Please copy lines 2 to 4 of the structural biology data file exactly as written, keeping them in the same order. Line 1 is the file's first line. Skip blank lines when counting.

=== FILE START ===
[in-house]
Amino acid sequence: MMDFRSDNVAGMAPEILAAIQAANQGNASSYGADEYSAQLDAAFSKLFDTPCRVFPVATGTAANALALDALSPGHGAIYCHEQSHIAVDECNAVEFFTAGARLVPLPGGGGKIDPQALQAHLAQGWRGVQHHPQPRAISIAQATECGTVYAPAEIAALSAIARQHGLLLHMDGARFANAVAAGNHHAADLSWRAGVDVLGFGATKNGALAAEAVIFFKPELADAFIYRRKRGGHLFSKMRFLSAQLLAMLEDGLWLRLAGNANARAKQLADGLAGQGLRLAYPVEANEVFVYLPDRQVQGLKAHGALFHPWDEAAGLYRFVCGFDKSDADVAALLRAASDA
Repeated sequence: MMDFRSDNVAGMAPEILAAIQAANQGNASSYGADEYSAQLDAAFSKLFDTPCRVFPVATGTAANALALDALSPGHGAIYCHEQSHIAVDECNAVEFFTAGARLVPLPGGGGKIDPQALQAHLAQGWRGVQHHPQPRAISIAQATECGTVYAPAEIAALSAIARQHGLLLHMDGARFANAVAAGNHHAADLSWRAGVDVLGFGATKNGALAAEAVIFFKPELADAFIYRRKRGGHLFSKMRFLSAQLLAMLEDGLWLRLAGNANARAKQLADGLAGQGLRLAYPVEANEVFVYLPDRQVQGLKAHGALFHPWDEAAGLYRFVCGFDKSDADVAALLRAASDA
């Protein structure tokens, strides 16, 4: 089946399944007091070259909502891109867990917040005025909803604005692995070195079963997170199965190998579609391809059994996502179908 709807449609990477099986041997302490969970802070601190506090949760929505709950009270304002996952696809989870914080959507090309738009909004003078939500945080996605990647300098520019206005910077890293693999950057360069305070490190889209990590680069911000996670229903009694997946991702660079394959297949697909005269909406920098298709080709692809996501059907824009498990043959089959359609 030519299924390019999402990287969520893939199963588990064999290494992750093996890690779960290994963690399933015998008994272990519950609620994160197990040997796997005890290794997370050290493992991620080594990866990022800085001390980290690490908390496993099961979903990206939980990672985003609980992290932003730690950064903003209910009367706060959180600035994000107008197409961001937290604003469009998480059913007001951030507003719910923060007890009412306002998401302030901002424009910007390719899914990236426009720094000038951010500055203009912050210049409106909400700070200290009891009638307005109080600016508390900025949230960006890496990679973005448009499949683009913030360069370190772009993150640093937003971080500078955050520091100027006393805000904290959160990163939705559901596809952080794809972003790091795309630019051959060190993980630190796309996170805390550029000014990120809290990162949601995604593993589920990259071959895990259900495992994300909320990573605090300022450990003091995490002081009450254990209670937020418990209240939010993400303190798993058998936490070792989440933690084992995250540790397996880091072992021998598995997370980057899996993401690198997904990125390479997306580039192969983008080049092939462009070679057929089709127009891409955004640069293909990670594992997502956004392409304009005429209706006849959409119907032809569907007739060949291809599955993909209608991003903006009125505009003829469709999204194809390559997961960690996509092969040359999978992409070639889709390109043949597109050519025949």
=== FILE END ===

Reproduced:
Amino acid sequence: MMDFRSDNVAGMAPEILAAIQAANQGNASSYGADEYSAQLDAAFSKLFDTPCRVFPVATGTAANALALDALSPGHGAIYCHEQSHIAVDECNAVEFFTAGARLVPLPGGGGKIDPQALQAHLAQGWRGVQHHPQPRAISIAQATECGTVYAPAEIAALSAIARQHGLLLHMDGARFANAVAAGNHHAADLSWRAGVDVLGFGATKNGALAAEAVIFFKPELADAFIYRRKRGGHLFSKMRFLSAQLLAMLEDGLWLRLAGNANARAKQLADGLAGQGLRLAYPVEANEVFVYLPDRQVQGLKAHGALFHPWDEAAGLYRFVCGFDKSDADVAALLRAASDA
Repeated sequence: MMDFRSDNVAGMAPEILAAIQAANQGNASSYGADEYSAQLDAAFSKLFDTPCRVFPVATGTAANALALDALSPGHGAIYCHEQSHIAVDECNAVEFFTAGARLVPLPGGGGKIDPQALQAHLAQGWRGVQHHPQPRAISIAQATECGTVYAPAEIAALSAIARQHGLLLHMDGARFANAVAAGNHHAADLSWRAGVDVLGFGATKNGALAAEAVIFFKPELADAFIYRRKRGGHLFSKMRFLSAQLLAMLEDGLWLRLAGNANARAKQLADGLAGQGLRLAYPVEANEVFVYLPDRQVQGLKAHGALFHPWDEAAGLYRFVCGFDKSDADVAALLRAASDA
């Protein structure tokens, strides 16, 4: 089946399944007091070259909502891109867990917040005025909803604005692995070195079963997170199965190998579609391809059994996502179908 709807449609990477099986041997302490969970802070601190506090949760929505709950009270304002996952696809989870914080959507090309738009909004003078939500945080996605990647300098520019206005910077890293693999950057360069305070490190889209990590680069911000996670229903009694997946991702660079394959297949697909005269909406920098298709080709692809996501059907824009498990043959089959359609 030519299924390019999402990287969520893939199963588990064999290494992750093996890690779960290994963690399933015998008994272990519950609620994160197990040997796997005890290794997370050290493992991620080594990866990022800085001390980290690490908390496993099961979903990206939980990672985003609980992290932003730690950064903003209910009367706060959180600035994000107008197409961001937290604003469009998480059913007001951030507003719910923060007890009412306002998401302030901002424009910007390719899914990236426009720094000038951010500055203009912050210049409106909400700070200290009891009638307005109080600016508390900025949230960006890496990679973005448009499949683009913030360069370190772009993150640093937003971080500078955050520091100027006393805000904290959160990163939705559901596809952080794809972003790091795309630019051959060190993980630190796309996170805390550029000014990120809290990162949601995604593993589920990259071959895990259900495992994300909320990573605090300022450990003091995490002081009450254990209670937020418990209240939010993400303190798993058998936490070792989440933690084992995250540790397996880091072992021998598995997370980057899996993401690198997904990125390479997306580039192969983008080049092939462009070679057929089709127009891409955004640069293909990670594992997502956004392409304009005429209706006849959409119907032809569907007739060949291809599955993909209608991003903006009125505009003829469709999204194809390559997961960690996509092969040359999978992409070639889709390109043949597109050519025949």